Whether human genetic variation can be classified meaningfully, and if yes, with what conceptual tools, is an ongoing debate within and between various disciplines. It makes a difference whether one tries to capture human genetic variation in terms and tabulations of "races", "clines", "populations", "isolates" or, most recently, "biogeographical ancestry". The debate gains in controversial complexity when societal notions of human diversity are used as proxies for human genetic diversity, or the other way round: "ethnicity", "appearance", "complexion", as well as dozens of group names, group identities and group histories are believed (by some geneticists) to have a robust, quantifiable or even causal correlation to "biogeographical ancestry".
In this talk, I will present my understanding of the state-of-the-art in this research field. I will argue that the idea of "ancestral populations" informs this work crucially, but must be viewed as problematic, both in scientific and ethical perspective. I will illustrate the scientific and societal ramifications and consequences of the concept of "biogeographical ancestry" with two examples from my current research.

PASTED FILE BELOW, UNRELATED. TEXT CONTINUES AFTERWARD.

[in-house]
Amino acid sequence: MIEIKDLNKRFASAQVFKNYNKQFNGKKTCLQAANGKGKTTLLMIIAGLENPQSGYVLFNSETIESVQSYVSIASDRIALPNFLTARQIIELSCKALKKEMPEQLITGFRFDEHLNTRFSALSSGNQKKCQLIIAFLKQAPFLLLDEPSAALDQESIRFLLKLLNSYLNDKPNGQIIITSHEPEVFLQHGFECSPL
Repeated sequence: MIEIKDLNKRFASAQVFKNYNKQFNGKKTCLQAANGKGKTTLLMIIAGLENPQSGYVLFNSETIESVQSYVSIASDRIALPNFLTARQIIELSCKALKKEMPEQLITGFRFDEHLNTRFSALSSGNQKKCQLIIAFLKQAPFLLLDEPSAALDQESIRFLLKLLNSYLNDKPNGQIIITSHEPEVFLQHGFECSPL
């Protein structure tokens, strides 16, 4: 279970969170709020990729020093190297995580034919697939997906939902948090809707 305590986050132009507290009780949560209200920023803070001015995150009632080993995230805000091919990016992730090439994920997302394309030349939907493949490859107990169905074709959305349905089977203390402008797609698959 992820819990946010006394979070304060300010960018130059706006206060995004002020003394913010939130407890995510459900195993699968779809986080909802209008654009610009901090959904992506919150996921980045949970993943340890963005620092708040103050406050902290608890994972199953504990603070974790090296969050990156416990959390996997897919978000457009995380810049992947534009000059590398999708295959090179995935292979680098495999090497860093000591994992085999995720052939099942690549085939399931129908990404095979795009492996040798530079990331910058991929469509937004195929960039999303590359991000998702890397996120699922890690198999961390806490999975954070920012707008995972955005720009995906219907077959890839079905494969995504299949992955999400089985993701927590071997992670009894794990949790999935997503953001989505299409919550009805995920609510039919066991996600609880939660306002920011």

Veronika Lipphardt is Professor of Science and Technology Studies at Albert-Ludwigs-Universität Freiburg, Germany. She has worked on the history of the life sciences in the 20th century, particularly history of physical anthropology and human population genetics, in their political, social and cultural contexts. She is currently writing a book on human population genetics in the second half of the 20th century (Working Title: Narratives of Isolation, Patterns of Diversity. Human Population Genetics, 1950s-2000s).